As an International Association of Women Judges (IAWJ) member and as a Moroccan magistrate, I strongly believe that corruption and unethical practices significantly affect development and progress, in addition to hindering the stability of states. Preventing judicial corruption requires synergy to consolidate the principle of integrity and the moralization of public life, as well as link responsibility to identifying and combating corruption. In this vein, the Moroccan judiciary has been improving both its corruption reporting mechanisms, as well as targeting corruption within the judiciary itself.
In October 2018, the Southern African Chief Justices' Forum (SACJF) formally adopted the Lilongwe Principles and Guidelines on the Selection and Appointment of Judicial Officers. The Lilongwe Principles and Guidelines, which have previously been discussed in a 'Views' piece by Justice Sanji Monageng, are significant, as they are the first such guidelines to be developed in Africa, by an African institution, in response to specific circumstances that pertain to Africa. Thus, the adoption of the Lilongwe Principles and Guidelines is an embodiment of the spirit of finding African solutions to Africa's governance challenges.
There is global consensus that the core conduct characteristics necessary for an effective and principled judiciary are independence, impartiality, integrity, propriety, equality, competence and diligence. Most judiciaries have formally pledged to uphold these principles, laid out in detail by the Bangalore Principles of Judicial Conduct, one of the basic documents through which the Global Judicial Integrity Network promotes the rule of law.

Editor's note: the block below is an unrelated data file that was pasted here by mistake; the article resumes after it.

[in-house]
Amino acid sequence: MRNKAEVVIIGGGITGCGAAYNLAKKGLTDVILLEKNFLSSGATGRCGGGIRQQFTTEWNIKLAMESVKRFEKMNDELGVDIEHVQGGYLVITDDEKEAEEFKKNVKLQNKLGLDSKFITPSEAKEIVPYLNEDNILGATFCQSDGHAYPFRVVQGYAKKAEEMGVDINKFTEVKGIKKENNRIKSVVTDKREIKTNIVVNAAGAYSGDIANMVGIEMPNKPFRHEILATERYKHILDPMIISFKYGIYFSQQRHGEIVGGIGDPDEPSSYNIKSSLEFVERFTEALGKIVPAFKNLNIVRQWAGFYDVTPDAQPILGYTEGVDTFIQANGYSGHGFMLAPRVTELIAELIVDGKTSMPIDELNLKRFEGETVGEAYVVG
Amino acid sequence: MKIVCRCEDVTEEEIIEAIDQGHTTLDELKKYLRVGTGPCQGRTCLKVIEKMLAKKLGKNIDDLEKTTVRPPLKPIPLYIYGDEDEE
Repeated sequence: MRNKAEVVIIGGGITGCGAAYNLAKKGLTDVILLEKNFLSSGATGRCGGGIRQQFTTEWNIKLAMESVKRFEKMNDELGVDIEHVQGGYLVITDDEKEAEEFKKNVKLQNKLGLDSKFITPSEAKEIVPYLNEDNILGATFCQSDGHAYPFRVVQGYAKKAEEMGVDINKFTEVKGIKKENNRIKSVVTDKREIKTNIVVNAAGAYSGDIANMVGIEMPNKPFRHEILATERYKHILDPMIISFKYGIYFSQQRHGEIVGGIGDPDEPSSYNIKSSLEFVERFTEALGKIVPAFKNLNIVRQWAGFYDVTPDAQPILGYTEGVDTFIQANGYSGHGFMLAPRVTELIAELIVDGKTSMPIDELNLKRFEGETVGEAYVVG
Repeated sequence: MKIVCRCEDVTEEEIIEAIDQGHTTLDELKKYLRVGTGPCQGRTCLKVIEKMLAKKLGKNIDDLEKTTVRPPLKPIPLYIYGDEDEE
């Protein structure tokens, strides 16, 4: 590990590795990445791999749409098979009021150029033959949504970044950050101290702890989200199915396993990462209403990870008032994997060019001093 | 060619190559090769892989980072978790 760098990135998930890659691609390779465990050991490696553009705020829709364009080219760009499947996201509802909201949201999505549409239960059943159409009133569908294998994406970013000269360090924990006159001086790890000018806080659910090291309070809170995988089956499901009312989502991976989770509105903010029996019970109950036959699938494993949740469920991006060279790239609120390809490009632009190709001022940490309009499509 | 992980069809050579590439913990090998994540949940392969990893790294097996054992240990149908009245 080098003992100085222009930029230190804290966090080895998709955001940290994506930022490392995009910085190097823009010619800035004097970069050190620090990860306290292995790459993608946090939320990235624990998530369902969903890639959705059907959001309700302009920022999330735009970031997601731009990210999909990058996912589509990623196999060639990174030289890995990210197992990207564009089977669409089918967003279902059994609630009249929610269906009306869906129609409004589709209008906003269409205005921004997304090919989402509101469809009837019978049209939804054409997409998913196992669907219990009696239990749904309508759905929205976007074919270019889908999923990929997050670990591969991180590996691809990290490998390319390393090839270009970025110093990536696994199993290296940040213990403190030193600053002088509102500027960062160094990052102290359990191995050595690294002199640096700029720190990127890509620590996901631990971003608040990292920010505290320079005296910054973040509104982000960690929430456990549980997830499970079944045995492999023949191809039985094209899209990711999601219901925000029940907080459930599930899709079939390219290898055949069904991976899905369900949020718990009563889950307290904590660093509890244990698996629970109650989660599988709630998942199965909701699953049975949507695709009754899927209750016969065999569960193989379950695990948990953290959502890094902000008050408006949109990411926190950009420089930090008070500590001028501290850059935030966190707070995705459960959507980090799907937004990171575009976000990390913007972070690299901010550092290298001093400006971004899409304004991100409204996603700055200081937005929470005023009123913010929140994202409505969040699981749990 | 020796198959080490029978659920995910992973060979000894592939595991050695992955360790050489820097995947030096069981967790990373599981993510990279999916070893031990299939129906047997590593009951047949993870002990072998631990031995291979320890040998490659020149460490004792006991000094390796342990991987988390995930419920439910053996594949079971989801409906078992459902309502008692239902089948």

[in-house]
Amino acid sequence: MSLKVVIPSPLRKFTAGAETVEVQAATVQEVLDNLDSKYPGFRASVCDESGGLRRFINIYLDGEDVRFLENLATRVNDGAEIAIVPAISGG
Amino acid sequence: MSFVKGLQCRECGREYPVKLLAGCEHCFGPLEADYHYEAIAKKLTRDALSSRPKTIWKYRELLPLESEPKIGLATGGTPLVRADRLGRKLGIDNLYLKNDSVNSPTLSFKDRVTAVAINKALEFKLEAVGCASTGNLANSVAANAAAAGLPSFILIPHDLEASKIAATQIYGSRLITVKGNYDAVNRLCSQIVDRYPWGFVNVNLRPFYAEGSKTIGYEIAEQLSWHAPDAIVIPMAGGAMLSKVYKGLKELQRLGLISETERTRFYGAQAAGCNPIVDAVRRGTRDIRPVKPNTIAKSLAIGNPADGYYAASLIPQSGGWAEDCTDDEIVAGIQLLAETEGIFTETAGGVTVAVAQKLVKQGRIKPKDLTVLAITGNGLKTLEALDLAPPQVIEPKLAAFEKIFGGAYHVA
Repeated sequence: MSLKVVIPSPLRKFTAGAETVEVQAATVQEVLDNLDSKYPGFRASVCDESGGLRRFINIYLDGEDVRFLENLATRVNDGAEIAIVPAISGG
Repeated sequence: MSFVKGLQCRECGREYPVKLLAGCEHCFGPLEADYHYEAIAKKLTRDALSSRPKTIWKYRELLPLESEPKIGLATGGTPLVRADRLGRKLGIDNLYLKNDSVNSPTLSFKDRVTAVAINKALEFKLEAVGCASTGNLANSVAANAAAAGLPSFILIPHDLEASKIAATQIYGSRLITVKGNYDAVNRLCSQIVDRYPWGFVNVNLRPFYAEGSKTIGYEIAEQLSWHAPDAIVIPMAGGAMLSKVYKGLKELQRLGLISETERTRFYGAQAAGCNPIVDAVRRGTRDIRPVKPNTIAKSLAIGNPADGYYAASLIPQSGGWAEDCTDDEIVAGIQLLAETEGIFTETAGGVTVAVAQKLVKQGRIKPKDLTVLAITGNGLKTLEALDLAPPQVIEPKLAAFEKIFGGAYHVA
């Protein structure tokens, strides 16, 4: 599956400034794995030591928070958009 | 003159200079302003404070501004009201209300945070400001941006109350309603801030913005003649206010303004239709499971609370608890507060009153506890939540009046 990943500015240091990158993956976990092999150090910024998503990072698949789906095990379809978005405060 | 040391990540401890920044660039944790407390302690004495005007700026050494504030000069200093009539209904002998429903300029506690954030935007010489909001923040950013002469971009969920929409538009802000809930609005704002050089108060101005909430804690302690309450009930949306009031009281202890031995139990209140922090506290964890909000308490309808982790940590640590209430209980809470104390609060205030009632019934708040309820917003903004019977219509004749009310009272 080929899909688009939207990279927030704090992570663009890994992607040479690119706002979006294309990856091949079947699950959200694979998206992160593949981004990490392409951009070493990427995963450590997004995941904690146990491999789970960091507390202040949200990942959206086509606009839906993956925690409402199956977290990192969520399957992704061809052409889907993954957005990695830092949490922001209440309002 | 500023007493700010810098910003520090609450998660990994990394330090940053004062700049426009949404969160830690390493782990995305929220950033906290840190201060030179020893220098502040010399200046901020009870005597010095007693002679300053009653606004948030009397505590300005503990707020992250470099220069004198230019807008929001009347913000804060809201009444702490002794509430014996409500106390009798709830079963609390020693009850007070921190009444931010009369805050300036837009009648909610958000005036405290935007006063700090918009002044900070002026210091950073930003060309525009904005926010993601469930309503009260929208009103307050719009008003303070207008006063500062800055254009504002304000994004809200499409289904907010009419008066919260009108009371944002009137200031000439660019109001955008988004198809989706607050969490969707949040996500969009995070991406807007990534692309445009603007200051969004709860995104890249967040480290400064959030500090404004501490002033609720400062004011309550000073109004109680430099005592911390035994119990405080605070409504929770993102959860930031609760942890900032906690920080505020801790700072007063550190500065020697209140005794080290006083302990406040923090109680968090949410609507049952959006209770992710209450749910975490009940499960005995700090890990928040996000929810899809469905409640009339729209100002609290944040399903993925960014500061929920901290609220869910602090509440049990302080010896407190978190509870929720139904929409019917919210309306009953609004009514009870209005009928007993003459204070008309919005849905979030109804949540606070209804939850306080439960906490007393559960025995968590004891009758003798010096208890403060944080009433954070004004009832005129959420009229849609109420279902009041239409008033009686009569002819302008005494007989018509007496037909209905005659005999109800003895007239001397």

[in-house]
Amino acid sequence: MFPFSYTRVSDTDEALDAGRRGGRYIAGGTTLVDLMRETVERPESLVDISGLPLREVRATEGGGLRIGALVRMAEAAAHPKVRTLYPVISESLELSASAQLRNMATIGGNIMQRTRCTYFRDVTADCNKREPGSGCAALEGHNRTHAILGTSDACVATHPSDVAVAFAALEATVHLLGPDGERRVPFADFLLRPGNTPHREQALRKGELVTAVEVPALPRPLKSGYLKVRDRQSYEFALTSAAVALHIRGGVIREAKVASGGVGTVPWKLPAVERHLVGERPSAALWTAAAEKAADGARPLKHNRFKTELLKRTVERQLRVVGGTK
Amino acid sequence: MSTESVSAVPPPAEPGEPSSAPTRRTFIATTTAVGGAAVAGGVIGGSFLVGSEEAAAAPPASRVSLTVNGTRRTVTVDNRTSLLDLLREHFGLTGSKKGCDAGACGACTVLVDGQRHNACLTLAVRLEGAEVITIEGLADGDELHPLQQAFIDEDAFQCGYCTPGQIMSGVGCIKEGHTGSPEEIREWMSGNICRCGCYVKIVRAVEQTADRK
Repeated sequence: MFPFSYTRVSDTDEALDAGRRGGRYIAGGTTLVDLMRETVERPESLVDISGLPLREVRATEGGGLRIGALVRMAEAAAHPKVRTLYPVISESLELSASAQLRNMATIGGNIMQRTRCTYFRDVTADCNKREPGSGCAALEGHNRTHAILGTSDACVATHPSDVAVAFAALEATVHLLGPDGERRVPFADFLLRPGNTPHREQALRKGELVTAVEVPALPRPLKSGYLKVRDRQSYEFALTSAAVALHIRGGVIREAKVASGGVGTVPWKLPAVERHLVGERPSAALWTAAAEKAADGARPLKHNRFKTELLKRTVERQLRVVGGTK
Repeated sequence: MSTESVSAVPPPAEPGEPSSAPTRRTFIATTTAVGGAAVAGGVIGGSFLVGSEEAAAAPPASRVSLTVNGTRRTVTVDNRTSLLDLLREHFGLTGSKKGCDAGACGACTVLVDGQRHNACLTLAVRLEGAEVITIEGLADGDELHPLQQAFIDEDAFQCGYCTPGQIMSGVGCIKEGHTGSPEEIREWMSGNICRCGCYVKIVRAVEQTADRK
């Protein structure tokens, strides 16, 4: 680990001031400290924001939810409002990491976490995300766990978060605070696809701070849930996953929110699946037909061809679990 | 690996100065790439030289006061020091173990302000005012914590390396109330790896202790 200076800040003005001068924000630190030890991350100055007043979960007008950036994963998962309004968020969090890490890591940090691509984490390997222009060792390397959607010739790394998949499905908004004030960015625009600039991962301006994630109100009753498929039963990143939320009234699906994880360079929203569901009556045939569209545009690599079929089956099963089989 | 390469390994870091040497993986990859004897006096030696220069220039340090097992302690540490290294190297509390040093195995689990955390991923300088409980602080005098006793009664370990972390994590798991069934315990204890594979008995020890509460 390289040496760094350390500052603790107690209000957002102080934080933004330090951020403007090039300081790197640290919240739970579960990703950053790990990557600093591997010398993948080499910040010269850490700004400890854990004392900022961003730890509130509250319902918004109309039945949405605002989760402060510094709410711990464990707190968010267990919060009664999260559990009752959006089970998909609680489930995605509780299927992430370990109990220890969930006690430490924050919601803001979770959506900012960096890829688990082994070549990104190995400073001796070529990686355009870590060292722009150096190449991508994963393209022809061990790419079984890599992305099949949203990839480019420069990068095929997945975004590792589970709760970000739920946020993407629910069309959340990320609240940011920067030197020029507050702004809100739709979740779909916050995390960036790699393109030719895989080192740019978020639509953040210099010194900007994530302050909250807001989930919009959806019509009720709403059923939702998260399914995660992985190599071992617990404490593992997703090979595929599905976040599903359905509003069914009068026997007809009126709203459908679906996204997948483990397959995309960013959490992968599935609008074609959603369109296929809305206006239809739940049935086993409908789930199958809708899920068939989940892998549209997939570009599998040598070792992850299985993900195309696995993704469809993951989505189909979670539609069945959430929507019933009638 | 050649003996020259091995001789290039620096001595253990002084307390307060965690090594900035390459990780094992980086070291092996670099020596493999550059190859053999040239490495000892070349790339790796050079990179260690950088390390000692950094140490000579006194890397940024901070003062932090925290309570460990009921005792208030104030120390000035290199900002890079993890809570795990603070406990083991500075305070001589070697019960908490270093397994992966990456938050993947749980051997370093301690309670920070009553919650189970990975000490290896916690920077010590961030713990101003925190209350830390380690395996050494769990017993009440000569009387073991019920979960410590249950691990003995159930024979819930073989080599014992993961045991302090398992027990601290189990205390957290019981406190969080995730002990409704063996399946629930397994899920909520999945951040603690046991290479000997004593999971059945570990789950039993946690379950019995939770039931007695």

Despite many judiciaries' best efforts to sustain lawfulness, however, potential impediments can hinder judges' ability to carry out their functions; this can come through pressure of various kinds, both intended (as a deliberate attempt to influence judges) and unintended (through circumstances which may lead judges to be restrained in their decisions).
Judicial misconduct breaks down the very fibre of what is necessary for a functional judiciary- citizens who believe their judges are fair and impartial. The judiciary cannot exist without the trust and confidence of the people. Judges must, therefore, be accountable to legal and ethical standards. In holding them accountable for their behaviour, judicial conduct review must be performed without invading the independence of judicial decision-making. This task can be daunting.
Mr. David J. Sachar, Executive Director of the Judicial Discipline and Disciplinary Commission in Arkansas, United States and Advisory Board Member of the National Center for State Courts, recently shared his views on judicial misconduct with UNODC, as part of the Organization's on-going work to exchange good practices in the investigation of misconduct.
For more than three decades, information and communications technology (ICT) advancements have burst into the operations of courts and prosecutors' offices promising transparency, efficiency and radical changes to working practices, such as paperless courts. Even if in most jurisdictions such promises have yet to be fulfilled, software programmes and algorithms are already executing growing chunks of judicial procedures. The impacts such technologies have on the functioning of justice systems and the values endorsed by the Bangalore Principles of Judicial Conduct are mostly positive.